The Big Bang

Big Bang Timeline of the universe - big bang expansion over 13.7 billion years. © NASA / WMAP Science Team

By Marcus Chown, cosmology consultant for New Scientist

What was the Big Bang?

About 13.7 billion years ago, the Universe burst into being in a titanic explosion called the Big Bang. Out of the expanding and cooling debris eventually congealed the galaxies, great islands of stars of which our own Milky Way is one.

How do we know there was a Big Bang?

The universe is expanding - its 100 billion galaxies or so flying apart from each other like pieces of cosmic shrapnel. Imagine the expansion running backwards like a movie in reverse, we come to a moment when everything was squeezed into a tiny volume. This was the moment of the Universe’s birth - the Big Bang. When the universe was small, it was hot, for the same reason air in a bicycle pump is hot when it is squeezed. But the big bang heat had nowhere to go. It was bottled up in the universe - which, by definition, is all there is. Consequently, it is still around today, cooled by the expansion of the universe. This "afterglow of creation" is powerful evidence of the Big Bang.

What happened before the Big Bang?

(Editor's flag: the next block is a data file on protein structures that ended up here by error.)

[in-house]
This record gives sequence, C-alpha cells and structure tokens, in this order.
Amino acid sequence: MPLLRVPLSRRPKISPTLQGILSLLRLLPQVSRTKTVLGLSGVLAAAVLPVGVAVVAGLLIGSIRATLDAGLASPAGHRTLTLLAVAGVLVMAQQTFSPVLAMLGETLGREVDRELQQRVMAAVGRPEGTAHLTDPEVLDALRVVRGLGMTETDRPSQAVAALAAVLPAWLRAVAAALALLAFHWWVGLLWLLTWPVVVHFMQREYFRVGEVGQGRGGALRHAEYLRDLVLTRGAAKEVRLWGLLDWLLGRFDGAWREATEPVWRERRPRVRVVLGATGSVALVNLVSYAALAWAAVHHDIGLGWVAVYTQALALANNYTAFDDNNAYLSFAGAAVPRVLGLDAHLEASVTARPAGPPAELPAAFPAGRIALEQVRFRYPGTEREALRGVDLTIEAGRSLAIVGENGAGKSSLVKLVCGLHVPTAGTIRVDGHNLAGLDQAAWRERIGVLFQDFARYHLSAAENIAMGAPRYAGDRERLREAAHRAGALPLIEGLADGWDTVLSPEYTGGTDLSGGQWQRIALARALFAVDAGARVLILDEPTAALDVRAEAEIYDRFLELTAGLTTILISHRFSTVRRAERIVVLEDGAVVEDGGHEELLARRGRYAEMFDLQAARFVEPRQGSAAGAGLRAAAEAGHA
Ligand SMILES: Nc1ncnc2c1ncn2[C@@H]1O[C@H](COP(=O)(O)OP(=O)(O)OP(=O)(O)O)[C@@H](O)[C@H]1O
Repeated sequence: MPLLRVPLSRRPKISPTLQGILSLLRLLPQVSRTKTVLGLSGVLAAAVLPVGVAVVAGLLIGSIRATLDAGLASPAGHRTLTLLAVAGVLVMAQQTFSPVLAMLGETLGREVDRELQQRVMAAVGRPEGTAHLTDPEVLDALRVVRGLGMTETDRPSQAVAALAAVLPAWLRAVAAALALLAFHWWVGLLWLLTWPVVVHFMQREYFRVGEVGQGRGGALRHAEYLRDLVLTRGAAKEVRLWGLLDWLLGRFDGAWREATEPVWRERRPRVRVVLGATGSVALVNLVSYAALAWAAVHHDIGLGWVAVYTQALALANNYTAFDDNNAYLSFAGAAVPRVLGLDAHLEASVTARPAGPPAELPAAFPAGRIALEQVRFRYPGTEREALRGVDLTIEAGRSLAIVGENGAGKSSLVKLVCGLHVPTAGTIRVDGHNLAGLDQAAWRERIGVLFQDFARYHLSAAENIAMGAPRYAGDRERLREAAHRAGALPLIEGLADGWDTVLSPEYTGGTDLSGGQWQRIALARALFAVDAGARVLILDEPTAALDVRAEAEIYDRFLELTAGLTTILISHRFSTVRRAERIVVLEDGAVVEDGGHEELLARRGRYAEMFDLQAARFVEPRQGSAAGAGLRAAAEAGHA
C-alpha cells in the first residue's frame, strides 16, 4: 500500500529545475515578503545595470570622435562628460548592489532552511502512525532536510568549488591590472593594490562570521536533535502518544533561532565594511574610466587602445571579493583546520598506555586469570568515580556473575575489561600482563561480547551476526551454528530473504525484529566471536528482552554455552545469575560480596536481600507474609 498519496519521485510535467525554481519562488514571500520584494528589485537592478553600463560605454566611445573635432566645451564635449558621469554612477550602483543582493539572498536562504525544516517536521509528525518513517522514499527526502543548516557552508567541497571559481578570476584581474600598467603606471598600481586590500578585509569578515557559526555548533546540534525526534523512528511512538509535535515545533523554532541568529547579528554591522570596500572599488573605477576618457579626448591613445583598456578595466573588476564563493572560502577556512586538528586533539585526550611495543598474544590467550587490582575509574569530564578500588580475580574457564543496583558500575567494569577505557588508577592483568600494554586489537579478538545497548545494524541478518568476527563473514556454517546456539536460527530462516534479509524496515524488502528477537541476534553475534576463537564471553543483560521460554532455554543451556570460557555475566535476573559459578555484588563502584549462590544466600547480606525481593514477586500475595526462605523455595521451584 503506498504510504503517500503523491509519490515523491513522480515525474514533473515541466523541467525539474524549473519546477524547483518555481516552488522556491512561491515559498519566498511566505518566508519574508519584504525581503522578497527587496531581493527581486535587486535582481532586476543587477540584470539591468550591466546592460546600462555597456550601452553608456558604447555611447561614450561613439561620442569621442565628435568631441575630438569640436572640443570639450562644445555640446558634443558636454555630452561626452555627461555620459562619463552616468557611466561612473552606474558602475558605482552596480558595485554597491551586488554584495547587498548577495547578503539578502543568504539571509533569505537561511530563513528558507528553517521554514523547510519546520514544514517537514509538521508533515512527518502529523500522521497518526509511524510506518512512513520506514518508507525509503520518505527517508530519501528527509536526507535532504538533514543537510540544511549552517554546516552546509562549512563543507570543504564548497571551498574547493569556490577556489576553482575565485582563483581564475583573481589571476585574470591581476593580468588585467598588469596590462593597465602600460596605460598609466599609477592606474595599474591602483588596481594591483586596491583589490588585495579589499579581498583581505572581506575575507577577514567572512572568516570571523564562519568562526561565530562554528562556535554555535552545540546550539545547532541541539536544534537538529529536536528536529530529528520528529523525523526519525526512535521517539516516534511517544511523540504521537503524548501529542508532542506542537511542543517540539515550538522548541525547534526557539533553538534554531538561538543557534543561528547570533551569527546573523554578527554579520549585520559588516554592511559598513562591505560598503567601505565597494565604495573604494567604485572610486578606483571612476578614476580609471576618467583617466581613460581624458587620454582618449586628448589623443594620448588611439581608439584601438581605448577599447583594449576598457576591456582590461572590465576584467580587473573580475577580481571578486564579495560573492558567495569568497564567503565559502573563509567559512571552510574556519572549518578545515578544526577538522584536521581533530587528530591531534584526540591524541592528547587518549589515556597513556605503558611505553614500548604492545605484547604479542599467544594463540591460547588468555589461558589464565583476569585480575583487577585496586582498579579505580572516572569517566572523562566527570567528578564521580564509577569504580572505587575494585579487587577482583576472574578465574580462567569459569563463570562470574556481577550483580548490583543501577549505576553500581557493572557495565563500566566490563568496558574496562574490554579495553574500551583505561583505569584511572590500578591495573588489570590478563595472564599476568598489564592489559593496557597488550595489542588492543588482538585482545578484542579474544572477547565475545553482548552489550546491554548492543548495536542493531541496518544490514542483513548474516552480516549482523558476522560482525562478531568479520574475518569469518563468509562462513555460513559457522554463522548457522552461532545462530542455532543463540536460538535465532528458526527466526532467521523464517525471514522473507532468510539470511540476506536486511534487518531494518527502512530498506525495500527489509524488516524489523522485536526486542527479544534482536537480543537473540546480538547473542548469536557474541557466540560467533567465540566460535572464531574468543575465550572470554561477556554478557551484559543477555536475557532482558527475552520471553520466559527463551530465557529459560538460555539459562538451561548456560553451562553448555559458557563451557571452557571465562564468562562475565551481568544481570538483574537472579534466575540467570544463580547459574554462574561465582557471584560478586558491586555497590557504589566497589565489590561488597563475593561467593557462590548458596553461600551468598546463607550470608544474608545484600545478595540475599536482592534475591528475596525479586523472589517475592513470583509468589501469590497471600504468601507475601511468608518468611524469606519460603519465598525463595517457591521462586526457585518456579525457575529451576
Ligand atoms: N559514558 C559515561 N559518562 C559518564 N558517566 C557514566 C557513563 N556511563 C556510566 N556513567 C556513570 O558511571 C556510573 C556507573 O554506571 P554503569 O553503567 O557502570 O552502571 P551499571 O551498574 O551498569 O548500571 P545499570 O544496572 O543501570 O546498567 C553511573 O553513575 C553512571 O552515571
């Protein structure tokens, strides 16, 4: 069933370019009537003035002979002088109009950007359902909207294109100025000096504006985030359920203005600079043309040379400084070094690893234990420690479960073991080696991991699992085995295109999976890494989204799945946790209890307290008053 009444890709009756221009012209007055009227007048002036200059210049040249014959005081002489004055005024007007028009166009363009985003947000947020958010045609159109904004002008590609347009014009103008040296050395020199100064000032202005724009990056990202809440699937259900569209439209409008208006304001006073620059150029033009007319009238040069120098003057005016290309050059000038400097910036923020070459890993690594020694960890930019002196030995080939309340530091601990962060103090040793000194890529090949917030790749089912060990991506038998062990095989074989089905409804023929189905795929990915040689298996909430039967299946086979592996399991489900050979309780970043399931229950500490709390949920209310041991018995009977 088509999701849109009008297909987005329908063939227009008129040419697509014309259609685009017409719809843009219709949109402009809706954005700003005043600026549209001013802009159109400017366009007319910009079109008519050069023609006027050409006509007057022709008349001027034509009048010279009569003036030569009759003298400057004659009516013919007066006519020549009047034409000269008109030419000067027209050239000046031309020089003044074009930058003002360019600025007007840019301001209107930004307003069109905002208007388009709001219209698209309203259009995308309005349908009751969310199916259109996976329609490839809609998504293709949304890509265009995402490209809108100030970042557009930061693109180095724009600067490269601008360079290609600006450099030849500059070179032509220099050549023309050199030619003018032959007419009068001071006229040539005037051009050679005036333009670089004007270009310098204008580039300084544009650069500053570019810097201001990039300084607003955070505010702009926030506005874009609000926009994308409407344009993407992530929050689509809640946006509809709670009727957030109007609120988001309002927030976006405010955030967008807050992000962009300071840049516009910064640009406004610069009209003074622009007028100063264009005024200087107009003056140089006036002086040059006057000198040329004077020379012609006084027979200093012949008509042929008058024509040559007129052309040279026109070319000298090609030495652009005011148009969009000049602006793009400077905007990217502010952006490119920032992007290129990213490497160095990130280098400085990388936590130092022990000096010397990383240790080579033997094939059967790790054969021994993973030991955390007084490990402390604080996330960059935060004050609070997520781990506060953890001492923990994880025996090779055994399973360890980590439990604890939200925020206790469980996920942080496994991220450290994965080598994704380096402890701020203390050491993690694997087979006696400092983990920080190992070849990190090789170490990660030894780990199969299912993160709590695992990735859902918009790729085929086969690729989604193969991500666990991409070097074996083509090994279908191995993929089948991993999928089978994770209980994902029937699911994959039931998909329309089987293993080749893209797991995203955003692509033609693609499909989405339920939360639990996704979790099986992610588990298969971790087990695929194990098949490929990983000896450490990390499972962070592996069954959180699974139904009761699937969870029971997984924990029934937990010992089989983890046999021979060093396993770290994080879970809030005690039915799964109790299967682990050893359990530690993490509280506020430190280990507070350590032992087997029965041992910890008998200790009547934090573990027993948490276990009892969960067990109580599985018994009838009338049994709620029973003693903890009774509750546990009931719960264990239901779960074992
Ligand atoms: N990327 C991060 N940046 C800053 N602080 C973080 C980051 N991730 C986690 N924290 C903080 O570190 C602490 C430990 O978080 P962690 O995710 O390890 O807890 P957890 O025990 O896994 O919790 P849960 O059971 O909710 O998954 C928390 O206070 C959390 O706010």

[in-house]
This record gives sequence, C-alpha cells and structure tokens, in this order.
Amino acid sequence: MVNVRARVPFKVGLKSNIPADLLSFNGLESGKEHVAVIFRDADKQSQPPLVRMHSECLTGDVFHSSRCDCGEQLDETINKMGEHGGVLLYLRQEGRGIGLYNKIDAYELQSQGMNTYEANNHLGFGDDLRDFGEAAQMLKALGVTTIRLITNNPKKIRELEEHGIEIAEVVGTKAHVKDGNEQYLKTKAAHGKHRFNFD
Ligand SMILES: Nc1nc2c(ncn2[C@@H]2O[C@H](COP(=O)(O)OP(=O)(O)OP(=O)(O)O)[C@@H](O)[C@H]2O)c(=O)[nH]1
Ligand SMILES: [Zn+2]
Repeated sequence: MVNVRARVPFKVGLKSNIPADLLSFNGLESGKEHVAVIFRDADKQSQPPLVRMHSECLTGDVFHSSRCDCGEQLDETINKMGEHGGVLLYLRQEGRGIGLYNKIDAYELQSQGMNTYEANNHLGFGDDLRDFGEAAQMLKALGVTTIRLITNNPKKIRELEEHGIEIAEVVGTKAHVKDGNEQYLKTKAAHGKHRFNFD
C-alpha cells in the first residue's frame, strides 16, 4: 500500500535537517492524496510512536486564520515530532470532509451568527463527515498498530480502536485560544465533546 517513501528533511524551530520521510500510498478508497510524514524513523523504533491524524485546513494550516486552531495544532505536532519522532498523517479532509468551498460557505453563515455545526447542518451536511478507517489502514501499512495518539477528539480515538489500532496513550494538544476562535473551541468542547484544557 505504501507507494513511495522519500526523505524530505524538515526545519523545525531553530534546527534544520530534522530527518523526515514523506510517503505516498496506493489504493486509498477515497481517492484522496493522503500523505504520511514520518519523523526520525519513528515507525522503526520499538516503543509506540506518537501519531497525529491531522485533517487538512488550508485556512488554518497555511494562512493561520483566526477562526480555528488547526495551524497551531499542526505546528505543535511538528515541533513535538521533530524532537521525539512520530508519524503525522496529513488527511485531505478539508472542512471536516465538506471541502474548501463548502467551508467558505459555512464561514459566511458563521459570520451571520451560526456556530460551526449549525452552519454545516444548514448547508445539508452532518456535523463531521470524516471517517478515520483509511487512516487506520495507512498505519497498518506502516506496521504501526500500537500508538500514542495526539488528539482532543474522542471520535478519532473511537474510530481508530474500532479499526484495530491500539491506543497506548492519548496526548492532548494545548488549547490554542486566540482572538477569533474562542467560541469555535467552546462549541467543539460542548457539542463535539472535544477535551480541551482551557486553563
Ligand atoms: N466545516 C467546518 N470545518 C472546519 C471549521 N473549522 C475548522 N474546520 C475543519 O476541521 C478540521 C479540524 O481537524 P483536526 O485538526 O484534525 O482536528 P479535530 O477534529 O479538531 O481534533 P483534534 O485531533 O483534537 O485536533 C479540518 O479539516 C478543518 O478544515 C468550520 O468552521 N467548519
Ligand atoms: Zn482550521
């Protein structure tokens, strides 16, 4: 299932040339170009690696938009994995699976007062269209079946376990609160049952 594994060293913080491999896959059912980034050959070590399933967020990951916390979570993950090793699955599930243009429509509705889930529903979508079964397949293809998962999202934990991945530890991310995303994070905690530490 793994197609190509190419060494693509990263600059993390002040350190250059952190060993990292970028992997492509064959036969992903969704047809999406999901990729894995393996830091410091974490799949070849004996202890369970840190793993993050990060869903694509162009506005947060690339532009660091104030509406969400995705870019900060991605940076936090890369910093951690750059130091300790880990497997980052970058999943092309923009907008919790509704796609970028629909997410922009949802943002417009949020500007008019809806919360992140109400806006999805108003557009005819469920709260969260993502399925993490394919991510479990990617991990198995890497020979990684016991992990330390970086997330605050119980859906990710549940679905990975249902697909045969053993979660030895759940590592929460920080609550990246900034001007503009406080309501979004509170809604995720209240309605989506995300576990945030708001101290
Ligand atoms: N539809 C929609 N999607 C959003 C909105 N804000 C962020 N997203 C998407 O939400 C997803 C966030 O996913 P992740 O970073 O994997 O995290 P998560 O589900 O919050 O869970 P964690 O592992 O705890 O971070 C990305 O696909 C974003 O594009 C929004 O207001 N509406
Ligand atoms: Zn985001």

In the standard picture (known as "inflation") the vacuum that existed in the beginning was in a weird, high-energy state. Bizarrely, it had repulsive gravity, which made it expand ever faster. At random locations bubbles formed and the vacuum “decayed” into a normal vacuum. The surplus energy went into creating matter and heating it. In short it created a hot Big Bang. We live in one of the bubble universes in the vast, ever-expanding vacuum.

Who was the first to propose the Big Bang theory?

The was proposed independently by Aleksandr Friedmann and Georges Lemaître, who called it 'hypothesis of the primeval atom’. British cosmologist Sir Fred Hoyle, who ironically never believed in the idea, coined the phrase ‘the Big Bang’ in a 1949 BBC radio broadcast.


Marcus Chown's We Need to Talk About Kelvin was short-listed for the 2010 Royal Society Prize for Science Books. Visit: or